Less is more.
As of 1 January 2018, Anantara has begun a new chapter with its sustainable straw initiative – saying goodbye to plastic straws in all of its hotels and resorts in Asia. With this initiative, Anantara (along with sister brand AVANI) became the first major hotel brand to eradicate plastic straws at every single property in Asia. Preparations are underway to expand the initiative globally by the end of the year.
What are we replacing them with? In the serene mountainous region of Northern Thailand, Anantara Golden Triangle Elephant Camp & Resort is working with a local artist, Khamchan Yano, who was shown by village elders a fast-growing wild bamboo indigenous to the surrounds. Together they have perfected a way to create bamboo straws, keeping the bamboo strong whilst also ensuring it is hygienic and reusable. This new social enterprise will continue to supply the resort and provide local employment.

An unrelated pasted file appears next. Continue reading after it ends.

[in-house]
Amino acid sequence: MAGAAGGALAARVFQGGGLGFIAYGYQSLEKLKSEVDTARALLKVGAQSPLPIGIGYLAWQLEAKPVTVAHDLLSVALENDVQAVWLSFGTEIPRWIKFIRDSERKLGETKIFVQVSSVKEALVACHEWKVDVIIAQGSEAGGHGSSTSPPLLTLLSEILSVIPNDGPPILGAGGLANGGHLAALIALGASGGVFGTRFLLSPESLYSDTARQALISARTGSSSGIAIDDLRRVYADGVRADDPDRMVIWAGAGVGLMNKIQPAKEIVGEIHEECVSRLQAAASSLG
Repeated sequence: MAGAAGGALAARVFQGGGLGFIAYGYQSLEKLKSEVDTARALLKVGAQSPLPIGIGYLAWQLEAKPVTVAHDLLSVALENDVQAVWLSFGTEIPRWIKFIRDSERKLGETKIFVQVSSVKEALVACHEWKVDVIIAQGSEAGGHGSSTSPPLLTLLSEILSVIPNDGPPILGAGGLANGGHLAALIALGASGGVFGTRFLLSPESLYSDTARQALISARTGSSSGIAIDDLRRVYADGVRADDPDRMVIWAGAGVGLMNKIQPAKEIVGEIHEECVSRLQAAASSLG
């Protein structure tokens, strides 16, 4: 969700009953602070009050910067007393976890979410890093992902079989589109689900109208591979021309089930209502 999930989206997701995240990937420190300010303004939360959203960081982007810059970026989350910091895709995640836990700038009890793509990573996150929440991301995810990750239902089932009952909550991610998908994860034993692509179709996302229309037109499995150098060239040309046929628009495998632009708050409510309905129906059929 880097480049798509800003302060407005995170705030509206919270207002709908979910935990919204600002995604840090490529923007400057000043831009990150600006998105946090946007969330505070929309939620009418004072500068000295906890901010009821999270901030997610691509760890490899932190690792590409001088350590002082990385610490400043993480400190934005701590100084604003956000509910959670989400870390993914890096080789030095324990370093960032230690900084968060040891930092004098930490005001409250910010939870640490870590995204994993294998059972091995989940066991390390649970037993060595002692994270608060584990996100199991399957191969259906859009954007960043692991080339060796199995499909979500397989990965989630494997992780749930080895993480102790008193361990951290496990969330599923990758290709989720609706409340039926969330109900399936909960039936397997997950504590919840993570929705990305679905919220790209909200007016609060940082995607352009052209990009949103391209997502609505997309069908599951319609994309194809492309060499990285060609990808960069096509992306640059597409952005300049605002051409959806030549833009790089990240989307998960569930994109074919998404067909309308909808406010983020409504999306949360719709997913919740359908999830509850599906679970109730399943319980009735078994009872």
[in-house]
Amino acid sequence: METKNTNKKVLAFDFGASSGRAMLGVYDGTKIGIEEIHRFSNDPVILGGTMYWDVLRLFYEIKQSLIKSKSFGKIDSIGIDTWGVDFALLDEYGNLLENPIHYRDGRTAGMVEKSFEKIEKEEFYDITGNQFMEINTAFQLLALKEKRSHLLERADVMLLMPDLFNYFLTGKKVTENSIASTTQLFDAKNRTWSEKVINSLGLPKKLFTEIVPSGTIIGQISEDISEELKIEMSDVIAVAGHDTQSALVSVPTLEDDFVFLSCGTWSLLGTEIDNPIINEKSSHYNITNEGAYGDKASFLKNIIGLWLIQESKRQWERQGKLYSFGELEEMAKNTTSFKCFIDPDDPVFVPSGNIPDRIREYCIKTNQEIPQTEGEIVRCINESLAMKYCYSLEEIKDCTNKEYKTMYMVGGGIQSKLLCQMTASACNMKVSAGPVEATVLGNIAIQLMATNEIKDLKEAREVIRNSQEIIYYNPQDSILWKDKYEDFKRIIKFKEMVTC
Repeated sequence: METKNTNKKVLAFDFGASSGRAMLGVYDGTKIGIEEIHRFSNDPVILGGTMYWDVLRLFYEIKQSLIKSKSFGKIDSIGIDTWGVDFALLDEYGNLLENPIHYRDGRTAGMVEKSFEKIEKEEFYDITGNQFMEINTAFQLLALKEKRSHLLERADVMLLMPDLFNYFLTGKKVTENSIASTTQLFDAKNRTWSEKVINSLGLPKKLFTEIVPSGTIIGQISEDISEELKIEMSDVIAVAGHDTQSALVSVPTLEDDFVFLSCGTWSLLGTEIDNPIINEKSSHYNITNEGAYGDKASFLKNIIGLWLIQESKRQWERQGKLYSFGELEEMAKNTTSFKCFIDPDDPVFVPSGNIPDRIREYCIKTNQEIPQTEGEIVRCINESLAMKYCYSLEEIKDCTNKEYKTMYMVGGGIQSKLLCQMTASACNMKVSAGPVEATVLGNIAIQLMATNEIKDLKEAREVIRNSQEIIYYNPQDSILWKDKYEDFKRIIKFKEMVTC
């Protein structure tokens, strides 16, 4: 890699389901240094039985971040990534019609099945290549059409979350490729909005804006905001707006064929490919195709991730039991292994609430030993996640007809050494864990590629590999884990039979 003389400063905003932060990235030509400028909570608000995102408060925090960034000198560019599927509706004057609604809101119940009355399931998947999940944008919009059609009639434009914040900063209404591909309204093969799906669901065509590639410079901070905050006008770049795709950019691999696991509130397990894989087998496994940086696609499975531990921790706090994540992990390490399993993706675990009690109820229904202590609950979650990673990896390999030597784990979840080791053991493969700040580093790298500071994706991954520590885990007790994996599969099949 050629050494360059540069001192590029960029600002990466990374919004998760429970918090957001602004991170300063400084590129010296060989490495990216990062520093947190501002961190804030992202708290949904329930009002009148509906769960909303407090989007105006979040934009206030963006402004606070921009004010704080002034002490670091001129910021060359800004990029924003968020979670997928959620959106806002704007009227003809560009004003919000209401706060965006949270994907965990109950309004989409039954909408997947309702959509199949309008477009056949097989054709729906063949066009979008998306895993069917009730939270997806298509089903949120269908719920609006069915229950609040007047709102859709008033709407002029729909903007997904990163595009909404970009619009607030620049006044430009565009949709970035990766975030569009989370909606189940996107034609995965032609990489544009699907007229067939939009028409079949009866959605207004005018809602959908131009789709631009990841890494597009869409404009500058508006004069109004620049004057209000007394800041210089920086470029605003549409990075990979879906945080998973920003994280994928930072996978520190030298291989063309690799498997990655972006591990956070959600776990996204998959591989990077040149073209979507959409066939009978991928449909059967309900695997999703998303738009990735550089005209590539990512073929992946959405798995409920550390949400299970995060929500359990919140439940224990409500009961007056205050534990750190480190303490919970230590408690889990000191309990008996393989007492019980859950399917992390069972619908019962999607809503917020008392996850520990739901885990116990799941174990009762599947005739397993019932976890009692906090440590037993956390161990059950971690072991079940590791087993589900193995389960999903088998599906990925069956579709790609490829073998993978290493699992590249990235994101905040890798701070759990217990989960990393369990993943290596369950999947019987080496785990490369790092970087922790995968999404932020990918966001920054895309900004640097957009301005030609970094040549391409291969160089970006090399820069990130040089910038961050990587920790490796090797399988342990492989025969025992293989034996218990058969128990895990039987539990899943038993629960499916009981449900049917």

In Sri Lanka, Anantara Peace Haven Tangalle has added a plot of bamboo to its existing organic garden which is tended by local villagers. Bamboo shoots will grow alongside tea, black pepper, cinnamon, cloves and rice – another step on their journey to becoming fully self-sufficient.
Whilst plastic is one of the most defining inventions of our time, its negative environmental impact is undeniable. Globally, 300 million tons of plastic are produced on an annual basis and around 8.8 million tonnes of it gets dumped into the oceans. The throwaway nature of single-use, seemingly harmless plastic straws contributes to these products actually being one of the top two polluters of the ocean, and each straw takes up to 500 years to decompose. The total number of plastic straws used daily is so large that no global usage figures exist, but Americans alone use 500 million straws daily, according to the National Park Service.
Anantara hopes to inspire more hospitality operators to follow this lead, and to encourage our own guests to carry their new knowledge back home and continue to replace plastic straws in their day-to-day lives.